The Garda Commissioner Fachtna Murphy has said a massive investigation targetting a major Irish crime gang is far from over.
Thirty-four people have so far been questioned as part of the international operation.
Significant amounts of money, firearms and drugs were seized across Spain, Ireland and the UK yesterday.
Gardaí here say the investigation, which is focused on money laundering, drug trafficking and gun crime, is ongoing.
Painstaking investigations into a suspected global crime ring first began after 1.5 tonnes of cannabis worth €11m was uncovered and led the Gardaí to a suspected drug distribution centre.
The modest smugglers’ depot, a shed on farmland in a part of Co Kildare better known for its thoroughbred studs and race courses, was believed to be the gang’s staging post for trafficking in Ireland.
After a number of arrests and firearms seizures, suspicions turned to the masterminds who were thought to be trafficking shipments from overseas to drug-dealing gangs in Dublin.
Christy Kinahan, arrested yesterday over the alleged global crime empire, was the main suspect.
Codenamed Operation Shovel, the lengthy inquiry pooled the resources of hundreds of intelligence officers across Europe – including Ireland, the UK and Spain.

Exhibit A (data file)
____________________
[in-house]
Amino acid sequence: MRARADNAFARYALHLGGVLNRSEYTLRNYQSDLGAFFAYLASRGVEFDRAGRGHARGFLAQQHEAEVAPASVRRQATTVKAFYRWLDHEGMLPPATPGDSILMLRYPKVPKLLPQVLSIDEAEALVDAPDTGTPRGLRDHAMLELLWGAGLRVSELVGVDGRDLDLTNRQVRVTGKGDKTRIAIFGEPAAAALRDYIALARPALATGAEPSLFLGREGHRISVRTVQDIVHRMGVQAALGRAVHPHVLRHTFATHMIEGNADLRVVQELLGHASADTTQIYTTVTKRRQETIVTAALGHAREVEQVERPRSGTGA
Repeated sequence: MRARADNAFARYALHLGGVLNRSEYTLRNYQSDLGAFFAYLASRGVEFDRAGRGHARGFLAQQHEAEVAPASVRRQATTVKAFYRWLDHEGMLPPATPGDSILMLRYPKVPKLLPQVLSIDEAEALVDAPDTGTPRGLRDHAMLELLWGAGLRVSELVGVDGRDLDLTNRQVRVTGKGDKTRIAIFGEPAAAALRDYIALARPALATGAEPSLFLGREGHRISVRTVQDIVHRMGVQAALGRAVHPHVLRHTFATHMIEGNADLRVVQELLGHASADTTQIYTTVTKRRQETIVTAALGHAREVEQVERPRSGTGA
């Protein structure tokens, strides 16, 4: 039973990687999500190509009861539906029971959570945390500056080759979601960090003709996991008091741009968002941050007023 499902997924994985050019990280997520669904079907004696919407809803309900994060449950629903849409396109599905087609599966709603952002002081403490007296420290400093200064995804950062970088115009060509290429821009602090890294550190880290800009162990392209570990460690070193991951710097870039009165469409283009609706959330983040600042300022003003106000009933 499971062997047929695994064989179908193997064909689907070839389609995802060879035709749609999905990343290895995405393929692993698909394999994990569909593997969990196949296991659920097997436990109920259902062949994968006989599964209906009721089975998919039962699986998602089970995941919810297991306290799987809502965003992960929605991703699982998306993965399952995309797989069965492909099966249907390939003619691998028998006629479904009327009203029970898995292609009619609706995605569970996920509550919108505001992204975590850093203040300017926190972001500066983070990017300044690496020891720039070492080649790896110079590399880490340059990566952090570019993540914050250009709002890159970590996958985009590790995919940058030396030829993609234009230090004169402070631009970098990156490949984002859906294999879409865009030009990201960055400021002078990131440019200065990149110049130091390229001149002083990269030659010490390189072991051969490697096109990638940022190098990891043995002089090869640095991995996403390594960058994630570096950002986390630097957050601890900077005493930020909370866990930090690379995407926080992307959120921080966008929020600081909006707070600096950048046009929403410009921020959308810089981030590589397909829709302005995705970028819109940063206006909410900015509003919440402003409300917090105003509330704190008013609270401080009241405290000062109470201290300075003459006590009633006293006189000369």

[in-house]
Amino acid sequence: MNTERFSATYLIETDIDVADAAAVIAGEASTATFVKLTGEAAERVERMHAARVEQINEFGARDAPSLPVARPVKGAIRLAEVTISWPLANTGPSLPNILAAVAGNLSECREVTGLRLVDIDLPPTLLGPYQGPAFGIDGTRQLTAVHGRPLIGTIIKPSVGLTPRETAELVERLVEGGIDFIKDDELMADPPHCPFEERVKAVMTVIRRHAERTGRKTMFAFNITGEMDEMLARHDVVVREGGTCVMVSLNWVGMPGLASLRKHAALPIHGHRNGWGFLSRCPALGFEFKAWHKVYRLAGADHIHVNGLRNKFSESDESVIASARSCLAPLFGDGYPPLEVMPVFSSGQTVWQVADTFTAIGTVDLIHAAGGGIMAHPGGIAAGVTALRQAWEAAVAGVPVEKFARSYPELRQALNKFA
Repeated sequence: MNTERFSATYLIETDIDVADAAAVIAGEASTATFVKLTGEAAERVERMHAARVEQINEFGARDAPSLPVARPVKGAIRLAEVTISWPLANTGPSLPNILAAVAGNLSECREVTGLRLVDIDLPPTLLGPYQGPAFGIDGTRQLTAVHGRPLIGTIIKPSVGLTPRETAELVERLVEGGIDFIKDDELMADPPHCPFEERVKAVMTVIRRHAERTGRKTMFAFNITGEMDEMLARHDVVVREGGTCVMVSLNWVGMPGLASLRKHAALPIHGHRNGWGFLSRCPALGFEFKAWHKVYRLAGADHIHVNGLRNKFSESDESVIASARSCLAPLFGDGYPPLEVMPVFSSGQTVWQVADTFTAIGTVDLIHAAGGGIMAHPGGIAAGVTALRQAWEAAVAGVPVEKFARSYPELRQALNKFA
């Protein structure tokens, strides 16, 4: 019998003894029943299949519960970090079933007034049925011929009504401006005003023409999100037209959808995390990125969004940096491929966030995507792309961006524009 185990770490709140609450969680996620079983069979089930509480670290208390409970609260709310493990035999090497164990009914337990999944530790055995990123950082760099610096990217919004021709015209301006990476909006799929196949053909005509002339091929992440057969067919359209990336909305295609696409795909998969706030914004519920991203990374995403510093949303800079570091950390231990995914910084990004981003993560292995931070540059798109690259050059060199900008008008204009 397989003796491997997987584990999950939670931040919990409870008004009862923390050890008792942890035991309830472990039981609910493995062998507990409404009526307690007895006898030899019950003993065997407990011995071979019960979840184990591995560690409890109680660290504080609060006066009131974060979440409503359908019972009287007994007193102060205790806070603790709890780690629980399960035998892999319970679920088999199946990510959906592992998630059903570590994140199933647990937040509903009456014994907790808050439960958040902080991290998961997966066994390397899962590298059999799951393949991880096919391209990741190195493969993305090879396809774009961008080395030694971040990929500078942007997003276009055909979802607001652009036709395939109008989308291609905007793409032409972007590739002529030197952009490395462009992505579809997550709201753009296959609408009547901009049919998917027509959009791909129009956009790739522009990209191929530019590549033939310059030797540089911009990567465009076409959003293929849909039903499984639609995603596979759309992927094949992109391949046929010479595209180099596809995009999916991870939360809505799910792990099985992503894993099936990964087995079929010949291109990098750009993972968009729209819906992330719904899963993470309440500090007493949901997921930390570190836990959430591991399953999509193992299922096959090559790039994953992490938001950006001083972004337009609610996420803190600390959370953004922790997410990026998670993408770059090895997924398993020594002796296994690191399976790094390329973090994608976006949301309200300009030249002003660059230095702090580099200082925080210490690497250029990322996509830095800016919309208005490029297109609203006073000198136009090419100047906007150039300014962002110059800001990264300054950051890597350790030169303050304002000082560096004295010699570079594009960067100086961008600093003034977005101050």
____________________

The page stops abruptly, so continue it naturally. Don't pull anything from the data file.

Sources claimed the gang behind the cannabis haul had set up bogus food companies in rented warehouses on the outskirts of Dublin, where huge quantities of drugs were shipped in from the continent and marked as food products and stored.
The stash was distributed around the country by close associates on the ground. They took vans from local drug dealers and returned them with the drugs so the whereabouts of the warehouses could not be traced.
Kinahan, implicated by security chiefs as the head of an international crime network, has several previous convictions for fraud, forgery and drugs offences.
Almost 20 years ago – in March 1987 – the now 53-year-old was jailed for six years for possession of IR£117,999 of heroin in Dublin,
Nine years later he was sentenced to four years for possession of IR£16,000 of travellers cheques – which had been taken during a bank robbery in the Irish Nationwide branch in Drumcondra, in 1993.
Since his release authorities believe Kinahan has been slowly building up an empire and set up his base in the south of Spain where he allegedly became the mastermind of the most powerful crime gang there and in Ireland.
He was one of nine Irish nationals arrested in Spain, while one man was detained in Dublin.
IT equipment, mobile phones, documents, bank account details and cash were seized during 29 raids on homes and businesses in Dublin and Co Meath by more than 100 gardaí.
Chief Superintendent Tony Quilter, head of the National Drugs Unit, said the work of the predominately Irish gang had a far-reaching effect across Europe.
“The fact that a number of prominent Irish criminals have been arrested I would imagine will impact to some degree on the drug market,” he said.